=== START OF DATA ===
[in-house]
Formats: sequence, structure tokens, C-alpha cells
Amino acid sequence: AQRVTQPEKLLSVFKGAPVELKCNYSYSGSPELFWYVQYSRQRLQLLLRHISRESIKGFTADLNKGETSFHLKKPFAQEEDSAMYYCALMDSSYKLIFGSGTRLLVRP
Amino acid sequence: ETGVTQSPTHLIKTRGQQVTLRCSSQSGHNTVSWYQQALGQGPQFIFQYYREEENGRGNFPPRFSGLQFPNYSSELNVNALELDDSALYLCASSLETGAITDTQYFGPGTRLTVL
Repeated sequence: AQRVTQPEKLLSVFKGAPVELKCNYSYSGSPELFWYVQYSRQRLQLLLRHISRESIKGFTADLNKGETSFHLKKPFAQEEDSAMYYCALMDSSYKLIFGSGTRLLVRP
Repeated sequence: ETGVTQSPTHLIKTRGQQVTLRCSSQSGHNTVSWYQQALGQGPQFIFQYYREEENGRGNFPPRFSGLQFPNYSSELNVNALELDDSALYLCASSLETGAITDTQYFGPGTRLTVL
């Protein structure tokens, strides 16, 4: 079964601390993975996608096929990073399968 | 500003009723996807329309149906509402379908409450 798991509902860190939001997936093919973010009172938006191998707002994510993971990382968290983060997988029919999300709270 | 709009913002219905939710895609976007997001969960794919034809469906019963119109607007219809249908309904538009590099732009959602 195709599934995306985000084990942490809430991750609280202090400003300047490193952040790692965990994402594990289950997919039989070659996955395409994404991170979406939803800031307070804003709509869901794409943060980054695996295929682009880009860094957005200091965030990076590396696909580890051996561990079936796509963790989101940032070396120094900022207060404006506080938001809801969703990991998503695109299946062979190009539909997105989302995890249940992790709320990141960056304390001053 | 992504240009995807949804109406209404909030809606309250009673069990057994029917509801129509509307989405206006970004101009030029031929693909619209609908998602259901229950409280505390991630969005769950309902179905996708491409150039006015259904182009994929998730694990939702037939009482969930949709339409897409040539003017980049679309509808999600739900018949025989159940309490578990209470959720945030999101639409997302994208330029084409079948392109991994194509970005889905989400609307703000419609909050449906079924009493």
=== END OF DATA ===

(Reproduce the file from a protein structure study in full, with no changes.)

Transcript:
[in-house]
Formats: sequence, structure tokens, C-alpha cells
Amino acid sequence: AQRVTQPEKLLSVFKGAPVELKCNYSYSGSPELFWYVQYSRQRLQLLLRHISRESIKGFTADLNKGETSFHLKKPFAQEEDSAMYYCALMDSSYKLIFGSGTRLLVRP
Amino acid sequence: ETGVTQSPTHLIKTRGQQVTLRCSSQSGHNTVSWYQQALGQGPQFIFQYYREEENGRGNFPPRFSGLQFPNYSSELNVNALELDDSALYLCASSLETGAITDTQYFGPGTRLTVL
Repeated sequence: AQRVTQPEKLLSVFKGAPVELKCNYSYSGSPELFWYVQYSRQRLQLLLRHISRESIKGFTADLNKGETSFHLKKPFAQEEDSAMYYCALMDSSYKLIFGSGTRLLVRP
Repeated sequence: ETGVTQSPTHLIKTRGQQVTLRCSSQSGHNTVSWYQQALGQGPQFIFQYYREEENGRGNFPPRFSGLQFPNYSSELNVNALELDDSALYLCASSLETGAITDTQYFGPGTRLTVL
């Protein structure tokens, strides 16, 4: 079964601390993975996608096929990073399968 | 500003009723996807329309149906509402379908409450 798991509902860190939001997936093919973010009172938006191998707002994510993971990382968290983060997988029919999300709270 | 709009913002219905939710895609976007997001969960794919034809469906019963119109607007219809249908309904538009590099732009959602 195709599934995306985000084990942490809430991750609280202090400003300047490193952040790692965990994402594990289950997919039989070659996955395409994404991170979406939803800031307070804003709509869901794409943060980054695996295929682009880009860094957005200091965030990076590396696909580890051996561990079936796509963790989101940032070396120094900022207060404006506080938001809801969703990991998503695109299946062979190009539909997105989302995890249940992790709320990141960056304390001053 | 992504240009995807949804109406209404909030809606309250009673069990057994029917509801129509509307989405206006970004101009030029031929693909619209609908998602259901229950409280505390991630969005769950309902179905996708491409150039006015259904182009994929998730694990939702037939009482969930949709339409897409040539003017980049679309509808999600739900018949025989159940309490578990209470959720945030999101639409997302994208330029084409079948392109991994194509970005889905989400609307703000419609909050449906079924009493």